Yukon government boosts home care spending

An extra $244,000 in this year's budget for home care was announced on Monday adding three staff, an increase of 364 per cent since 2002.

An extra $244,000 in this year’s budget for home care was announced on Monday adding three staff, an increase of 364 per cent since 2002.

Home care staff includes nurses, support workers and physiotherapists that can provide medical support, bathing, light housekeeping and other basic household needs for both seniors and others in need of specialized care.

But NDP MLA for Riverdale South Jan Stick says it’s “a drop in the bucket.”

“The 360 per cent increase is great, and yes, and it should be growing because our seniors population is growing. I would expect this.

“They can brag about it, but the reality is we have more seniors.

“It feels like a rush to catch up. We should have planned for this 10 years ago,” she said.

Stick said that one remaining gap includes overnight care. Currently, home care is a daytime service in the Yukon.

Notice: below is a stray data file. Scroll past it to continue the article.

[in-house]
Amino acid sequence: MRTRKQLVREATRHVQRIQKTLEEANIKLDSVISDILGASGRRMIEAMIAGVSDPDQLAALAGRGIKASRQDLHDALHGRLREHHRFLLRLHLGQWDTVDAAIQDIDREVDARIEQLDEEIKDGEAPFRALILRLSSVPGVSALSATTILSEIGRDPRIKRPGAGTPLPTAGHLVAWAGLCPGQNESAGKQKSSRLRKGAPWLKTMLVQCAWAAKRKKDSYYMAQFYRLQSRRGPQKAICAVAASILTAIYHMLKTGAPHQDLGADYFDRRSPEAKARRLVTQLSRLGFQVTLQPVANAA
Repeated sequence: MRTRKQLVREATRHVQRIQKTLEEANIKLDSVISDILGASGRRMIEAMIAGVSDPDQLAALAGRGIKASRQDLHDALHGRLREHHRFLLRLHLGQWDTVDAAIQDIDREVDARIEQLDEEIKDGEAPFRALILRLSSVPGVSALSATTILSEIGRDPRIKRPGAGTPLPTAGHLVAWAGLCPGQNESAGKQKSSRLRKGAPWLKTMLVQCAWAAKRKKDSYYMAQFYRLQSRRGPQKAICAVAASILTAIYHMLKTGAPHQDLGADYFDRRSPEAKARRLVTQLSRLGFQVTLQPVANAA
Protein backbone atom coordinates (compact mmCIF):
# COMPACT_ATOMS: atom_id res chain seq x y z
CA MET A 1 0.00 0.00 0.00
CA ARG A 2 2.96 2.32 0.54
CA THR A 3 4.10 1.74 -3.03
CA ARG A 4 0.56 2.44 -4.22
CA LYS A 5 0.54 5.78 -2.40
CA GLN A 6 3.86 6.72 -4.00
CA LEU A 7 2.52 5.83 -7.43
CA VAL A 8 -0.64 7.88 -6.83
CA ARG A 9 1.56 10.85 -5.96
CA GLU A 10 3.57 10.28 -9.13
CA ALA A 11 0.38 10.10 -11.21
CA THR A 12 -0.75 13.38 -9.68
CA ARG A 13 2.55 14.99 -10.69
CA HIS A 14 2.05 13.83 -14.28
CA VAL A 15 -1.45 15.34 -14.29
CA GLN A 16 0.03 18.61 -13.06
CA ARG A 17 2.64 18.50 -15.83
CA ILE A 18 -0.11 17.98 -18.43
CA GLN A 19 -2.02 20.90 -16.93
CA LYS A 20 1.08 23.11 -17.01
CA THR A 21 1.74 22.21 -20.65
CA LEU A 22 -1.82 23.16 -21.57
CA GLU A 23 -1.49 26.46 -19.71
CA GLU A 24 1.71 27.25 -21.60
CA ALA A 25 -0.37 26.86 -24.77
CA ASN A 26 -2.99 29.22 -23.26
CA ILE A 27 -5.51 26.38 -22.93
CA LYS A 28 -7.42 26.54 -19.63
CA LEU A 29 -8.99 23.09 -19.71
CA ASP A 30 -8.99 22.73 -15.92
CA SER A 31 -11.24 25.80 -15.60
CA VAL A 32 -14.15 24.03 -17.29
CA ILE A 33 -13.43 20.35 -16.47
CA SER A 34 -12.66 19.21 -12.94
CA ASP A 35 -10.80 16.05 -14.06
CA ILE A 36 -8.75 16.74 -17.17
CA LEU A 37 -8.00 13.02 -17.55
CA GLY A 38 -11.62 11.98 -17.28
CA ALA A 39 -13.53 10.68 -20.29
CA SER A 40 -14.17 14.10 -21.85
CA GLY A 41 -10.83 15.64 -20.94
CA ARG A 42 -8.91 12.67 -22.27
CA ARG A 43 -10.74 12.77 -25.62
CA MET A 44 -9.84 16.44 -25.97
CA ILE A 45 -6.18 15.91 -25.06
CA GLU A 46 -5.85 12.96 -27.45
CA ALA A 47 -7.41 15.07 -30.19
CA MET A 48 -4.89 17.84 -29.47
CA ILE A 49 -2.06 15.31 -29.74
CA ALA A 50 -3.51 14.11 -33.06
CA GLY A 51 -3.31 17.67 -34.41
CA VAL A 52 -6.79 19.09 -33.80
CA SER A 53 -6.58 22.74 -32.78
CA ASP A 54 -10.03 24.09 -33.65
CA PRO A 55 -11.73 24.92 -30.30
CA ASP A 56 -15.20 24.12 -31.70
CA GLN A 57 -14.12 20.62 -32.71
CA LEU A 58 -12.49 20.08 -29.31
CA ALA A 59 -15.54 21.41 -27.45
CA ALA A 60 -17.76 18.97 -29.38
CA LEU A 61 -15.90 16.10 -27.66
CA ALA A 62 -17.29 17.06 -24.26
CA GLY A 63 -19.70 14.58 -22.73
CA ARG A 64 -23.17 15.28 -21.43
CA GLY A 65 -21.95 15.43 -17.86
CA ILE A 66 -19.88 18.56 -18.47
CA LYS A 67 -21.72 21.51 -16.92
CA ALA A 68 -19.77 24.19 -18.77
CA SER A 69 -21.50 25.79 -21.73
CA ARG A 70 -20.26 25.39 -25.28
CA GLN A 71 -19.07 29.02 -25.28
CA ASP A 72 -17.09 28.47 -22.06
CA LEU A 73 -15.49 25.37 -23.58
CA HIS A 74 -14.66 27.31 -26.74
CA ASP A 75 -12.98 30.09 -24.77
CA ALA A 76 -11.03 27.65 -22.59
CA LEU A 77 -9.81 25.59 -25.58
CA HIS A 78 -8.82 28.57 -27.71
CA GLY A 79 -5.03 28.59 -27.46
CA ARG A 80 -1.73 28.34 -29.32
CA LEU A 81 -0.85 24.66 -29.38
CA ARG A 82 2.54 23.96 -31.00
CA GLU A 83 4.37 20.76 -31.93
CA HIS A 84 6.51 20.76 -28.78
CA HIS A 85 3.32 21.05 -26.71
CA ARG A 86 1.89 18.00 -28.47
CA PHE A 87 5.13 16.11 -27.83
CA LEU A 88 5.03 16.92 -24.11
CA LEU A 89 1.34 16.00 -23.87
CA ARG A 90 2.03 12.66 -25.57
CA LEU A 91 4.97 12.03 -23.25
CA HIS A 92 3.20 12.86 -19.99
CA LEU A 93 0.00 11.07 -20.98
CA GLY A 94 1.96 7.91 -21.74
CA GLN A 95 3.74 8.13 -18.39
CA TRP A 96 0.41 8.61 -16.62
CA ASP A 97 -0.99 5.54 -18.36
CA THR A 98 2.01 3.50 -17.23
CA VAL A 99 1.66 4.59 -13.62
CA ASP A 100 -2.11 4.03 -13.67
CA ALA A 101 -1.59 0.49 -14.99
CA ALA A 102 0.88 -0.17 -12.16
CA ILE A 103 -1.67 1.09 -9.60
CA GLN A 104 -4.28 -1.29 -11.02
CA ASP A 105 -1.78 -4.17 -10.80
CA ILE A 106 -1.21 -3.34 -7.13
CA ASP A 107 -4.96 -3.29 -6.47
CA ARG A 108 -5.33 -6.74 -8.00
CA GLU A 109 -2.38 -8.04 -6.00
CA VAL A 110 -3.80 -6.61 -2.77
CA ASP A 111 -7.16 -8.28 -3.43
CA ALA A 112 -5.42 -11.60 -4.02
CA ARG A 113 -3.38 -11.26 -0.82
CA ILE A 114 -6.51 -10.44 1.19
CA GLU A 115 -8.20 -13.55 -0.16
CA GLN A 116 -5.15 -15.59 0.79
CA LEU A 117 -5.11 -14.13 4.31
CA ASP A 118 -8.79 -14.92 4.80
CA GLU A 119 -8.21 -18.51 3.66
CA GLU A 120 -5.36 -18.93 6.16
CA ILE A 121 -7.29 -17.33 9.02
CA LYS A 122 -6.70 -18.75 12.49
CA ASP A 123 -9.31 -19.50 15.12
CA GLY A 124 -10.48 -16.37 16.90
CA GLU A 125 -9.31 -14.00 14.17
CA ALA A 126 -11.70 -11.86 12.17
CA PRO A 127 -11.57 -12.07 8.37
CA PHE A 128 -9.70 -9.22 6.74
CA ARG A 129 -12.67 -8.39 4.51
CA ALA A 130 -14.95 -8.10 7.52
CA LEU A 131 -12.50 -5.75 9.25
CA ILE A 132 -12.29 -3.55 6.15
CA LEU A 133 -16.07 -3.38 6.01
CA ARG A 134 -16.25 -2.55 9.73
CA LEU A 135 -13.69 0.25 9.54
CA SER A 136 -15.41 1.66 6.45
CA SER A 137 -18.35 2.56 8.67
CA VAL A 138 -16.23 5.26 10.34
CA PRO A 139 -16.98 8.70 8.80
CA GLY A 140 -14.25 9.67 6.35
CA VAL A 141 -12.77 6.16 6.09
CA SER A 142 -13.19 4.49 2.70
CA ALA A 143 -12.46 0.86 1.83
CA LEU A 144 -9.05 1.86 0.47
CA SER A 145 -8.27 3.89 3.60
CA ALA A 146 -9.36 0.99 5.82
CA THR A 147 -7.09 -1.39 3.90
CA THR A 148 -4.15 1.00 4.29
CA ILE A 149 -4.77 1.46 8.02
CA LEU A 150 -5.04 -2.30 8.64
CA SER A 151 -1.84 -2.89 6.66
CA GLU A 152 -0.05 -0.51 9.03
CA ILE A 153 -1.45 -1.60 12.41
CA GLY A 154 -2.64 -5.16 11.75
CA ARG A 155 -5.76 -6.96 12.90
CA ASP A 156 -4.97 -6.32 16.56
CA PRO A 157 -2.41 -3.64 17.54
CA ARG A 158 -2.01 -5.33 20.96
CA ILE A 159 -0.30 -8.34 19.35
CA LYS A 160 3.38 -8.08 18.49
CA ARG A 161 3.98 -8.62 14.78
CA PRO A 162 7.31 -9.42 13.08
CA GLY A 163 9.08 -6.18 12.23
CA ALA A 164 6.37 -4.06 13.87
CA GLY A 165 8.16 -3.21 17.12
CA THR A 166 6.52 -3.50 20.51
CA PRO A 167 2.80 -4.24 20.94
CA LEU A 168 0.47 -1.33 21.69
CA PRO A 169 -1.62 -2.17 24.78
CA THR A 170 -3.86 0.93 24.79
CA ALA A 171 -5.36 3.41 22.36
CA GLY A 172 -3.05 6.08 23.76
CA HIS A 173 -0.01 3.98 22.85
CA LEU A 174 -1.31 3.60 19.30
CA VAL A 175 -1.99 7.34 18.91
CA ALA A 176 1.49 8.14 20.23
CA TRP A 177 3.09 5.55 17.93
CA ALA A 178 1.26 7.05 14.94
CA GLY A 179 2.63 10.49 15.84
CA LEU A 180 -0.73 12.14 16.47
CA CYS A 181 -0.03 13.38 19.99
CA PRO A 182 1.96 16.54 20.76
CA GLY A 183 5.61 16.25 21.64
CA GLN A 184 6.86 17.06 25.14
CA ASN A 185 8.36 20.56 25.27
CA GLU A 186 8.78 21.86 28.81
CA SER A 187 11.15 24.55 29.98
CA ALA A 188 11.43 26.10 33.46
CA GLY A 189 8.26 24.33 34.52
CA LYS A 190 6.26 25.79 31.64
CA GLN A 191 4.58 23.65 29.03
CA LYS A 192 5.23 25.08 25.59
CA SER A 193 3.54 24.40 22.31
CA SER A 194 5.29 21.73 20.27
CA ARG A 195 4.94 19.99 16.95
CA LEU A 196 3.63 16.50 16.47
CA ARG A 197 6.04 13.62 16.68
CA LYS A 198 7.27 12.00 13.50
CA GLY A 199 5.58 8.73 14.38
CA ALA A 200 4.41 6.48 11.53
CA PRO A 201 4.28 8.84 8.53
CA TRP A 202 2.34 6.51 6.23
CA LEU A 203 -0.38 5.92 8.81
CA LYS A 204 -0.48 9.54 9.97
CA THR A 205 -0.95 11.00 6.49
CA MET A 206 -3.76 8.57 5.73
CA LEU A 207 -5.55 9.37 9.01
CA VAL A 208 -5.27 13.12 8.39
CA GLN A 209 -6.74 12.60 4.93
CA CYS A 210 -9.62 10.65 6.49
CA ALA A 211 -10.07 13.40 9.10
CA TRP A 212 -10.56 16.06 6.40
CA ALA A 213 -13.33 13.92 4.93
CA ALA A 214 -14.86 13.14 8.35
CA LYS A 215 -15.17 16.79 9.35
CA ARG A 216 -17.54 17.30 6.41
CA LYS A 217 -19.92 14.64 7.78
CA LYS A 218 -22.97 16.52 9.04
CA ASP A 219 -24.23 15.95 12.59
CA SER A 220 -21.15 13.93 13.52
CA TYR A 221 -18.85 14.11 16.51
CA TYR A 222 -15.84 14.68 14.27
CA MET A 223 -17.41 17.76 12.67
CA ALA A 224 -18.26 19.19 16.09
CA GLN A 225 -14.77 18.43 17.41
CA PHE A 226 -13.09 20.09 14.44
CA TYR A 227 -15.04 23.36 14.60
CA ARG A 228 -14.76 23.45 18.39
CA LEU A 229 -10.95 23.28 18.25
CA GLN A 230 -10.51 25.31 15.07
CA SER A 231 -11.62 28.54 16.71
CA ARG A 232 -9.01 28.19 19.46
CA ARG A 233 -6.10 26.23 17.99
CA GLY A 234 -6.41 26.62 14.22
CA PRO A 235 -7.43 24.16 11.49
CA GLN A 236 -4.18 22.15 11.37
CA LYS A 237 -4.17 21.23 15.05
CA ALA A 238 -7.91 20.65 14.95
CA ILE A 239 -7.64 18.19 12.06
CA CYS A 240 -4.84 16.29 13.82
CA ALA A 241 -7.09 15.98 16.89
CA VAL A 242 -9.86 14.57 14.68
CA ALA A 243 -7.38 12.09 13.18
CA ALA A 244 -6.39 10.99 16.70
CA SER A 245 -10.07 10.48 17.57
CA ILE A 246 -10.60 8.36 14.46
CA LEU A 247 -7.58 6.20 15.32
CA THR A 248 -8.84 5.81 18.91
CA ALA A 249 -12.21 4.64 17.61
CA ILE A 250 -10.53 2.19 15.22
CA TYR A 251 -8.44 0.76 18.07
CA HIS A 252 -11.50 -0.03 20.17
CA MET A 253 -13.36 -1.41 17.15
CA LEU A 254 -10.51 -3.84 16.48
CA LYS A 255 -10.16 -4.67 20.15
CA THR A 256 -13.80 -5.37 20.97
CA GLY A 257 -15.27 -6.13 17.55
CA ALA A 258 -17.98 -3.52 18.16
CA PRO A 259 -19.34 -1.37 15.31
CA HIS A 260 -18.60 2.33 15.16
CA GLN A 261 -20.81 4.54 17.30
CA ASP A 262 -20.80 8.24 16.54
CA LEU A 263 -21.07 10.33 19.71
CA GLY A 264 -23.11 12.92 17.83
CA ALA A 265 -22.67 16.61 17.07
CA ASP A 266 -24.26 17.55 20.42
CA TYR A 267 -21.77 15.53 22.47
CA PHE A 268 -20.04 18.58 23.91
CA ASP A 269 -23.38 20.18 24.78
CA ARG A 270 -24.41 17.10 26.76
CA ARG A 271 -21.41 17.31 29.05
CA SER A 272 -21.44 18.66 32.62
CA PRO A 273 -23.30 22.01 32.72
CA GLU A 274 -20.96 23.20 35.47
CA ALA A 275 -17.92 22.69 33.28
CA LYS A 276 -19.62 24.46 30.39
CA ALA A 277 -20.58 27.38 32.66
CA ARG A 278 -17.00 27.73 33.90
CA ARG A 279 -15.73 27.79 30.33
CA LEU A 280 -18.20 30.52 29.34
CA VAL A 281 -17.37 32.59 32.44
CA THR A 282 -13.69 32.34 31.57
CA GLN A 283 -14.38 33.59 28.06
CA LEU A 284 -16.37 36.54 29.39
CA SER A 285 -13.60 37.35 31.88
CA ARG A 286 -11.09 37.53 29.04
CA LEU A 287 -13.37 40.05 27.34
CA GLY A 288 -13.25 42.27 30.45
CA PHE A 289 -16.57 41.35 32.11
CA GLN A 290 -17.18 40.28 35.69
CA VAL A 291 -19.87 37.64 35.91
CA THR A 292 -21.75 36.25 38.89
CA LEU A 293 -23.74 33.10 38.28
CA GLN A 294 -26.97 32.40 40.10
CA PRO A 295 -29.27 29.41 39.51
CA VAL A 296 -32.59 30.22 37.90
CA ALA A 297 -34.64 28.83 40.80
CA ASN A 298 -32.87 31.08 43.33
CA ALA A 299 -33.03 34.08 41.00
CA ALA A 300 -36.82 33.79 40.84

According to Christina Sim, president of the Yukon Registered Nurses Association, keeping people in their homes is still the most cost effective, as long as 24-hour care is not required.

Another remaining gap is intermediate care, between home care and continuing-care facilities like Copper Ridge. This type of care provides housing with shared dining rooms, group meals, laundry service and housekeeping but still allows seniors and others in need to live independently.

“We keep building seniors social housing and they can get home care but why aren’t they designed with a dining room for supper and laundry? We don’t have that. And for many seniors that’s what they want. They want a nice apartment but they also want to socialize in a dining room. We haven’t planned for that,” said Stick.

In March of this year, the Yukon government gave $50,000 to the Vimy Heritage Housing Society towards a proposed supported independent housing project in Whitehorse, the first of its kind.

Dr. Wayne MacNichol, Yukon’s chief of medical staff, said they have noticed the dramatic increase in home care and celebrate it. But he echoes the need to ensure assisted living needs are met. “This is much less expensive to build and you can provide broader range in support.”

According to Sim, “We need to ensure that big projects like Whistle Bend aren’t taking funds away from a gap in home care and assisted housing.

“We need to address the desire for people to stay at home,” Sim said.

Contact Lauren Kaljur at

lauren.kaljur@yukon-news.com

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